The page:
I spent the first seventeen years of my teaching career as a grade seven and eight Technology Teacher and the last twenty years as a grade four, five or six elementary classroom teacher.

When I had to make the move from being a shop teacher to a classroom teacher, I was apprehensive. I thoroughly enjoyed being a tech teacher. But as I spent more time in the classroom and developed my classroom teaching skills, the new experience was gratifying .

I was pleased  to see the progress my students made because,  as a tech teacher I taught my students once a week.  I taught my classroom students everyday.

The grade seven and eight tech students I taught enjoyed the shop. They appreciated what I taught because, for the most part, they thought it was both interesting and important to their future.

Most young people like using tools. Learning about and using tools in my new classroom setting became an objective of mine. The introduction of tools to my students was a practical transition for me and it made the move to my classroom much easier.

My new teaching assignment was to teach grade four, five or six. I wanted to create an interesting classroom. I grew up on a farm and I learned how to use tools when I was young.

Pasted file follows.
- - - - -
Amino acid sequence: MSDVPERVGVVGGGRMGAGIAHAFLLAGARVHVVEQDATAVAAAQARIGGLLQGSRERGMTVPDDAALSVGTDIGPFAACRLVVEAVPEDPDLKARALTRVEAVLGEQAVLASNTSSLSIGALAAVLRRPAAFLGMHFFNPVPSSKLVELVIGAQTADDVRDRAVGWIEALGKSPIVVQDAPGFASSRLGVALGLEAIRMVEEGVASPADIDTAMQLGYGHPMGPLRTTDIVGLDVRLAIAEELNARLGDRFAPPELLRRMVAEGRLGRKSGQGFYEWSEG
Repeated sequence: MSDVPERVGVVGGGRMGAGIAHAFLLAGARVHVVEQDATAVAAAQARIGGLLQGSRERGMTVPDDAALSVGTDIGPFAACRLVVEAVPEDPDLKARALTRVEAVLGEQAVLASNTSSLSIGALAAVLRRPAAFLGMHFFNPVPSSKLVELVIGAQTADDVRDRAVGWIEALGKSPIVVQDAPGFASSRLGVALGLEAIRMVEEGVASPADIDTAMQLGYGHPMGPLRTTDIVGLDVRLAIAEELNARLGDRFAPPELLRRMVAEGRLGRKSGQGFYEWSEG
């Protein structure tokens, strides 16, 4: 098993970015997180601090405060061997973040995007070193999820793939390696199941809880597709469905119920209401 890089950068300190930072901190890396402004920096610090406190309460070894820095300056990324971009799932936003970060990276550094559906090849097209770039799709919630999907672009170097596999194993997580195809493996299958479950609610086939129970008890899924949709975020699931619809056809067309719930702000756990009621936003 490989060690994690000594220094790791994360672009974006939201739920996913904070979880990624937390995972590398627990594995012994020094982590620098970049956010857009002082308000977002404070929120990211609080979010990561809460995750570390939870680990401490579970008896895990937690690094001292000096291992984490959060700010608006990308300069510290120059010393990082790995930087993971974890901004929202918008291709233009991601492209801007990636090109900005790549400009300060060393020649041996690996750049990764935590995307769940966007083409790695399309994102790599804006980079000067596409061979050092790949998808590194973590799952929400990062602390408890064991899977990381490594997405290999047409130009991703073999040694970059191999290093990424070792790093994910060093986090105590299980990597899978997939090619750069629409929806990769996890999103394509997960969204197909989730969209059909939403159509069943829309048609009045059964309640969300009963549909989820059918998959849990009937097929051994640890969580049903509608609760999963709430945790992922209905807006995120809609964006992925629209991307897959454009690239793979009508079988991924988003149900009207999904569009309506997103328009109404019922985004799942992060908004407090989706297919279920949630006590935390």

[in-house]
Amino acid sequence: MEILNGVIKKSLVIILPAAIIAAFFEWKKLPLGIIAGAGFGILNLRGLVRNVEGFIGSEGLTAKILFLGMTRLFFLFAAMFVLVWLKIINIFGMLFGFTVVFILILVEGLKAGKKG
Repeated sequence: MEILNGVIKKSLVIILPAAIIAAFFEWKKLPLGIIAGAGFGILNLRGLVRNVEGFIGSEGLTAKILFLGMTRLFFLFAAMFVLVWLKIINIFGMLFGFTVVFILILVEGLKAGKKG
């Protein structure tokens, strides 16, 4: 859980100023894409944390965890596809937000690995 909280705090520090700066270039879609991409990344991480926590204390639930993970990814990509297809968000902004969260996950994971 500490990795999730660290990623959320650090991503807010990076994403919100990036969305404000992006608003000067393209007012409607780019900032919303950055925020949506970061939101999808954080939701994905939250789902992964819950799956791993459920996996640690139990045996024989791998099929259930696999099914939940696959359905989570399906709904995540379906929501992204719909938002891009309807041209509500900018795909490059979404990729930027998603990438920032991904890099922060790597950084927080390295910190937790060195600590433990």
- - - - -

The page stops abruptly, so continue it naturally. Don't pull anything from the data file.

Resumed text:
I was confident. When I started in my new classroom, I knew my students  would find it interesting and useful to learn how to use tools. If you are interested in developing a technology program in your elementary classroom, I have some tips and recommendations for you.

Start Small. It is far better to get kids involved in what I refer to as basic construction projects. These projects are  relatively easy to make. The tools to make the projects are easy to attain and safe to use. The materials we use are readily available.

Do not use your own money to supply your classroom with tools and materials.  If you want to get involved with technology, you will need to set up a school budget to buy supplies.

The first curriculum integrated project that I am recommending to you uses mostly recycled materials. You will be surprised how the recycled materials I recommend work so well.

It should not be a problem for your school to supply you with a modest budget to cover your cost. Because I integrated all projects into the curriculum, your administrators will be highly motivated from a monetary and curriculum point of view to support your effort.

Take the time to buy good quality tools and organizational materials for your classroom.

Here is the example of a project that I am recommending. It is the construction of a cubic decimeter.
How to Make a Cubic Decimeter.

The project has a list of tools and materials you will need. It also has valuable tips on how to organize your class and make the project. Try making the project. I think you will see its value.




Getting Started